Parker is one of the Great American Illustrators of mid-century America in the days when the artists whose work illuminated the pages of Colliers, McCalls, Cosmopolitan, Esquire, Ladies’ Home Journal and Saturday Evening Post often became minor celebrities. Some were recruited for product endorsements, some had regular columns of their own and some turned up on the features pages showing readers around their beautiful homes or their collection of vintage vehicles. From his suburban home in New Rochelle NY he produced an enormous volume of print-ready illustrations for editorial and commercial clients. Like most of his neighbours in New Rochelle (who between them accounted for half the published illustration in the US at that time) he was a consummate professional taking pride in offering a wide variety of styles and delivering work on time and to the client’s brief.
Above all else Parker was a master of asymmetric composition and spatial organisation equally at home with shallow compressed space and deep plunges from foreground to distant horizons. Every physical gesture was analysed and brilliantly portrayed and orchestrated into a complex ensemble of dynamic contrasts. Parker had a long association with American Airlines and this modest selection from his vast output is a good place to observe his compositional skills fully extended as he meets the challenge of composing in a letterbox format. The first two examples are from the 1950s when he was still offering tonally defined forms. The rest come from the early 1960s by which time a flatter style with sharply defined contours that Parker had long deployed in his repertoire had become much more fashionable among his younger colleagues in the illustration business. Cinematic composition at its finest and most convincing. This is a mere snapshot of Parker’s versatility so more posts will follow.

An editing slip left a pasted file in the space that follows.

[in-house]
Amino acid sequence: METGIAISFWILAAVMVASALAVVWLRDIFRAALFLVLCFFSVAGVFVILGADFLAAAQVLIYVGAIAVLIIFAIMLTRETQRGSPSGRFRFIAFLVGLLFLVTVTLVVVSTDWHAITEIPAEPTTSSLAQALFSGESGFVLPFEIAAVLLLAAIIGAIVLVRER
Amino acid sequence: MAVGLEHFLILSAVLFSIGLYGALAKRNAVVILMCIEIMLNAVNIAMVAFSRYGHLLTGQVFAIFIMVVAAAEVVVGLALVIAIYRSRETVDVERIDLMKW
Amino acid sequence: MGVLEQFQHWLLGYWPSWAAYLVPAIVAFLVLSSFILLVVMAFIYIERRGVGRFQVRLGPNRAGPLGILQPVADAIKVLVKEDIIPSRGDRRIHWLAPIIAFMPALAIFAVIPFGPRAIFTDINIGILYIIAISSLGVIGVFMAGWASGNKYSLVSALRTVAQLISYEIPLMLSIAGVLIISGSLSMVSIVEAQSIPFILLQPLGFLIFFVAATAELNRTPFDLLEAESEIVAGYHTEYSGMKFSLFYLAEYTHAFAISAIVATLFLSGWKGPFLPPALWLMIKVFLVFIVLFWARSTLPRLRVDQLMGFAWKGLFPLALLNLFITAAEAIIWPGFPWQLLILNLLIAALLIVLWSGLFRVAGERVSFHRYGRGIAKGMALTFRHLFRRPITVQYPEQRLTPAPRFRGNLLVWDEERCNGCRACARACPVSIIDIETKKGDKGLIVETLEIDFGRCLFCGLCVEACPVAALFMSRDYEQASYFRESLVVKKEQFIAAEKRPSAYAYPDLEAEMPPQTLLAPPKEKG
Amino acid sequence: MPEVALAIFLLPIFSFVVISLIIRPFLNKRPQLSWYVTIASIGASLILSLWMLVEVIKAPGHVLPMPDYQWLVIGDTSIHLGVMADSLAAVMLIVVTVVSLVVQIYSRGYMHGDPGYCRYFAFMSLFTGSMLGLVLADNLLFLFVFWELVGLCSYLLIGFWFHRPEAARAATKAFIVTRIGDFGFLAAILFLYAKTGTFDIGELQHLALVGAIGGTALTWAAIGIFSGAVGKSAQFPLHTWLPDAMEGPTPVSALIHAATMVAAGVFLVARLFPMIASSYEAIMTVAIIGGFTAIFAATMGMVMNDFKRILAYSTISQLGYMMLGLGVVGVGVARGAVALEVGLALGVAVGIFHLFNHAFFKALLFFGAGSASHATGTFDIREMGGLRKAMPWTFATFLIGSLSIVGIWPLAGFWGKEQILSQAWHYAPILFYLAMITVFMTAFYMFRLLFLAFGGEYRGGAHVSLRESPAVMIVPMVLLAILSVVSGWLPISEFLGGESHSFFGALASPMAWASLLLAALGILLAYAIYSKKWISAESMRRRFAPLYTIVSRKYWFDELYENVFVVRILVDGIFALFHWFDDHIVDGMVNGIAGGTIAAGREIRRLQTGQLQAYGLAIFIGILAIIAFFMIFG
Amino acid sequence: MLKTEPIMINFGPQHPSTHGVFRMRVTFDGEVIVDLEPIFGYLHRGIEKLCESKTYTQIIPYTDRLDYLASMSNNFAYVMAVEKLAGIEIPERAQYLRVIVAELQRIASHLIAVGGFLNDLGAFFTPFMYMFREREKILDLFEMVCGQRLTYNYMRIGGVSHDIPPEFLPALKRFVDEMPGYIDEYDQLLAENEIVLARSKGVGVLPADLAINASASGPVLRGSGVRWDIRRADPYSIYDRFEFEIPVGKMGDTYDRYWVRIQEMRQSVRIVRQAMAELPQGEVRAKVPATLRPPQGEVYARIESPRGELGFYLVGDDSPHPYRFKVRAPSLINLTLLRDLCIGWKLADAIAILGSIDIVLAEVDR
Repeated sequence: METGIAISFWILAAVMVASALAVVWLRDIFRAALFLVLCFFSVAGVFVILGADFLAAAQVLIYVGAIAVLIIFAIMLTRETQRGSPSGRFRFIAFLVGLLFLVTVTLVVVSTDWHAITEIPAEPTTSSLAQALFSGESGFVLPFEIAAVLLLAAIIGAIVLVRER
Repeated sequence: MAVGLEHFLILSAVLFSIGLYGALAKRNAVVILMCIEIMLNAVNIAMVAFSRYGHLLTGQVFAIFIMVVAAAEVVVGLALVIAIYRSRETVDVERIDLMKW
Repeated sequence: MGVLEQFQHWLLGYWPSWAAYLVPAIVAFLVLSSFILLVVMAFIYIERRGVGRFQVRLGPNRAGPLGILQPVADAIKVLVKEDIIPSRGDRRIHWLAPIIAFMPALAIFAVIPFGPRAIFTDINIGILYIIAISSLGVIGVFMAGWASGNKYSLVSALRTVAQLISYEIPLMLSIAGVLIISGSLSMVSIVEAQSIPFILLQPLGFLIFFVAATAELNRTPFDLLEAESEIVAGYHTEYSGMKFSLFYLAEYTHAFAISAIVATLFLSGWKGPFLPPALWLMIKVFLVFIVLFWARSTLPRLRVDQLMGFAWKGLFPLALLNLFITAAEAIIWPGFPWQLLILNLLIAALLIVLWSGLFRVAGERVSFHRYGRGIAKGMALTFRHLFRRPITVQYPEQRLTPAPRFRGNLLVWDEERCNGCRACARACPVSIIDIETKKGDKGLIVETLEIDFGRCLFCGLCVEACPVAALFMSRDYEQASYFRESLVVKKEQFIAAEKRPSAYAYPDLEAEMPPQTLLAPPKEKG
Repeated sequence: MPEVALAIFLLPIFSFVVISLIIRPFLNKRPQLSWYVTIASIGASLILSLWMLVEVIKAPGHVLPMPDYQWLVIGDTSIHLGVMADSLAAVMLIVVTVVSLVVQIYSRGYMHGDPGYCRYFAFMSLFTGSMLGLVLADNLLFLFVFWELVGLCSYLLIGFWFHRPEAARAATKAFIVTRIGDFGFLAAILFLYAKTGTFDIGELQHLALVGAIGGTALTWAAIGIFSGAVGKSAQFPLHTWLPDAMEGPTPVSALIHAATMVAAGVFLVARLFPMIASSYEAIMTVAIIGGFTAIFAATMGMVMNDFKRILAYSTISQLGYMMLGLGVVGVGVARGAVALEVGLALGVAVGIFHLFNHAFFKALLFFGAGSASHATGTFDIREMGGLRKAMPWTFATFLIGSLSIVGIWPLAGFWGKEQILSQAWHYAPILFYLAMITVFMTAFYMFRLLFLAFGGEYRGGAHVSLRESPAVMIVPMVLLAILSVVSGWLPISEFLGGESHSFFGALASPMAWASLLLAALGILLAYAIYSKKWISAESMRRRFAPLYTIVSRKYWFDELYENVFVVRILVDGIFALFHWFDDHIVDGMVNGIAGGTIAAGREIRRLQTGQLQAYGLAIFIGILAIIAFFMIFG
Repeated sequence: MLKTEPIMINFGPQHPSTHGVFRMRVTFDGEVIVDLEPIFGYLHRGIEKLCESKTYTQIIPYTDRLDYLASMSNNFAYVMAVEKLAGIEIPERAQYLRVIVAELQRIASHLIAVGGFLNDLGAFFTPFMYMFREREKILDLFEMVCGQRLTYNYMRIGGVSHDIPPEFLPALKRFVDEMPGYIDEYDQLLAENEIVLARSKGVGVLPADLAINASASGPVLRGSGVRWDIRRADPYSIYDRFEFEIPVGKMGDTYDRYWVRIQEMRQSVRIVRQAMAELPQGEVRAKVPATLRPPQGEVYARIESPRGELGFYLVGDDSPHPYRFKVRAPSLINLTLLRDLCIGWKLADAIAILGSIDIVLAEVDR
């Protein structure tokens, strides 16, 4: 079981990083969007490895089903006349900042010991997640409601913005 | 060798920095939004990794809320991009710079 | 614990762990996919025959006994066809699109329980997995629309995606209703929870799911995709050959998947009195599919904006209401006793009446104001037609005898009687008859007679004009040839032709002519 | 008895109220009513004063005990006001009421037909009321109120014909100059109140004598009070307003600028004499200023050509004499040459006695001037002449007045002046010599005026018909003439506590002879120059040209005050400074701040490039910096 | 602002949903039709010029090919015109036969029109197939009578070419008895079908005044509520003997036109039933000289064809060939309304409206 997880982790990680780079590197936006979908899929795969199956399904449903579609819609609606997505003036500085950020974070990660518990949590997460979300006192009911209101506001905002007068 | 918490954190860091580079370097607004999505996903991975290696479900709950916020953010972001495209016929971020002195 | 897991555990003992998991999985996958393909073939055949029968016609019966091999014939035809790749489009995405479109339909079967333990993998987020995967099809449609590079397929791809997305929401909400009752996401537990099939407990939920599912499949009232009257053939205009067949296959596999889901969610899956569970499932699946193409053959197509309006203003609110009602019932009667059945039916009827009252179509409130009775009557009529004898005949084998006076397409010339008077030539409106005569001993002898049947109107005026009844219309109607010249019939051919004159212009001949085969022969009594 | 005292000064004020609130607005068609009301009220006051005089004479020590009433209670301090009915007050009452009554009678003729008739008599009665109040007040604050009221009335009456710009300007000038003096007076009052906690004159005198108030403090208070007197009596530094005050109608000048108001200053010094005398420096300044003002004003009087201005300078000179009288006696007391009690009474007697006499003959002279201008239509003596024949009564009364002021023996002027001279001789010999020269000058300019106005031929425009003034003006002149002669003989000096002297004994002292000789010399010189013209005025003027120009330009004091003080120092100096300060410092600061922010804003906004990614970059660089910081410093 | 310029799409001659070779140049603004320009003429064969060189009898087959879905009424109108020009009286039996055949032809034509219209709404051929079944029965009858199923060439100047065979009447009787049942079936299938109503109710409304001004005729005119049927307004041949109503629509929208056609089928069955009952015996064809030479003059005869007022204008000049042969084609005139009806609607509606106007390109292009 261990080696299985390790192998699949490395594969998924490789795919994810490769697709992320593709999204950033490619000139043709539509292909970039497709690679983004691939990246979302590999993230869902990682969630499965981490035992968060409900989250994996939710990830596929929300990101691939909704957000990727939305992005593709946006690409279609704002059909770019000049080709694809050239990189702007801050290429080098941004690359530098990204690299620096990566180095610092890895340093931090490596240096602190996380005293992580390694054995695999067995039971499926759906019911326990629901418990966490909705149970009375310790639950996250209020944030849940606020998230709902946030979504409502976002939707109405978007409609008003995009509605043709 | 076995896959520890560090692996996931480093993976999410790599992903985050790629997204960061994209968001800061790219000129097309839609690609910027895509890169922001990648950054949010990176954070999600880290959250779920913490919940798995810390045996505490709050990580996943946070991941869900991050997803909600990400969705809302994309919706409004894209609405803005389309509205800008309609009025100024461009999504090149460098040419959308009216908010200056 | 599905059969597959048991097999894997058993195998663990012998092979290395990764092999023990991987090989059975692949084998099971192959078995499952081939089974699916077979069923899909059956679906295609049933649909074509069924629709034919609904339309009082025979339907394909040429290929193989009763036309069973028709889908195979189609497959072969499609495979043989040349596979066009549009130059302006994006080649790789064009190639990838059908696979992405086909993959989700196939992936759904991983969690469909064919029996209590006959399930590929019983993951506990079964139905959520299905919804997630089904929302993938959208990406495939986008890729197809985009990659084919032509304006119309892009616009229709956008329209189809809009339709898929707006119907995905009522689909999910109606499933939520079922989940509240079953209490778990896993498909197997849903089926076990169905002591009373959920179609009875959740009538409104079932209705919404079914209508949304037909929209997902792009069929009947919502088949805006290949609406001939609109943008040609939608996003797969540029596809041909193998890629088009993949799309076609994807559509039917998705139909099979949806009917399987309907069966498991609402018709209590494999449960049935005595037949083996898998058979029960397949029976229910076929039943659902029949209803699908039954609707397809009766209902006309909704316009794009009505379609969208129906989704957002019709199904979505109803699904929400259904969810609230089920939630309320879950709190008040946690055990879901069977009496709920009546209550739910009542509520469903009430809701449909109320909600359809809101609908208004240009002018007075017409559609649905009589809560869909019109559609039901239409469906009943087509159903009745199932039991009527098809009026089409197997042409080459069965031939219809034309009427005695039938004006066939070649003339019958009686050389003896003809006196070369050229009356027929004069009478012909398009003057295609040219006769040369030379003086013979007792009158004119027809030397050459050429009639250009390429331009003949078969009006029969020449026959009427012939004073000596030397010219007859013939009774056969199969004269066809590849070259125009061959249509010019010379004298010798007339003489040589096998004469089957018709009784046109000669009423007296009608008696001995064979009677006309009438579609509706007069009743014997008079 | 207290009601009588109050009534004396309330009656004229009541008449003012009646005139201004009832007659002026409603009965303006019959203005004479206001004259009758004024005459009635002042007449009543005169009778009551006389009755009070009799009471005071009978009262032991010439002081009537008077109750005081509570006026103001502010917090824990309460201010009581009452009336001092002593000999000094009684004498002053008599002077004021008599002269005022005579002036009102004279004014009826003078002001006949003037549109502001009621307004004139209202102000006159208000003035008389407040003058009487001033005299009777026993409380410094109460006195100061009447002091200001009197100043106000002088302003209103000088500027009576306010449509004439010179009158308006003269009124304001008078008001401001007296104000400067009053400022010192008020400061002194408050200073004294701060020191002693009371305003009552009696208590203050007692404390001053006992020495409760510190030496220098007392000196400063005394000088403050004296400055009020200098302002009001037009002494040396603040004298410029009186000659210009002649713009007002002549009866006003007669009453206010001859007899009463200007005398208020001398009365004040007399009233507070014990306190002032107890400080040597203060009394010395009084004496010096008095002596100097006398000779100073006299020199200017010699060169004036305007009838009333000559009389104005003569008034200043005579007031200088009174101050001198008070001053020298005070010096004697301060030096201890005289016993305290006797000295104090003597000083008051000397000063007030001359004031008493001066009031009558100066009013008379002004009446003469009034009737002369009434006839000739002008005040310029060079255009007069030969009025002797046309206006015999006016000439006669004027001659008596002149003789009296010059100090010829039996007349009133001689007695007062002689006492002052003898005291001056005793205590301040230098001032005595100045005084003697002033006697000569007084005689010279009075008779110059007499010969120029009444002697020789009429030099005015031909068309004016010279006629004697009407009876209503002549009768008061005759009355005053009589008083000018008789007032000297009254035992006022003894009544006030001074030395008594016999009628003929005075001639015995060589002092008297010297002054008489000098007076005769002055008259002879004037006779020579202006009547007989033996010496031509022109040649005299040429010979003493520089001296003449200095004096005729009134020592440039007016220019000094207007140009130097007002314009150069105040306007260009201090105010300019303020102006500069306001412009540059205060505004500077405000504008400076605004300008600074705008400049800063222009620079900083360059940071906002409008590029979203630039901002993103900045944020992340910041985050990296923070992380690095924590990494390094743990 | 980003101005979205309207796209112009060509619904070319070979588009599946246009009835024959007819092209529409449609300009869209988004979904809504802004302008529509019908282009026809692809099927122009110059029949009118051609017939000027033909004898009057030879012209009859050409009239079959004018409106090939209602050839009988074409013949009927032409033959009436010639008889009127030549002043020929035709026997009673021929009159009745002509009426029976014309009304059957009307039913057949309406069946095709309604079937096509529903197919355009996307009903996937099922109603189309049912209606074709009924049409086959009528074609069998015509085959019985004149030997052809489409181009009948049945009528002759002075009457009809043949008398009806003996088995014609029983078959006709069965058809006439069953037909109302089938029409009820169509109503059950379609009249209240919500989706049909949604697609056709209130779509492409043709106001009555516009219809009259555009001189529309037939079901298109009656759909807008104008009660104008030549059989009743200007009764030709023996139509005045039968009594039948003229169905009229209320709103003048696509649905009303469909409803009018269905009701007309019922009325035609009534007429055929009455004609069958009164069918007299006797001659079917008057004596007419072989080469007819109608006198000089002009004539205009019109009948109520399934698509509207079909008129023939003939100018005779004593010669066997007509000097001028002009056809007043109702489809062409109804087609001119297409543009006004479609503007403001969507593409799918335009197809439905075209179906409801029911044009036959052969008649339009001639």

Leif Peng has a stunning display of Al Parker on his Flickr pages.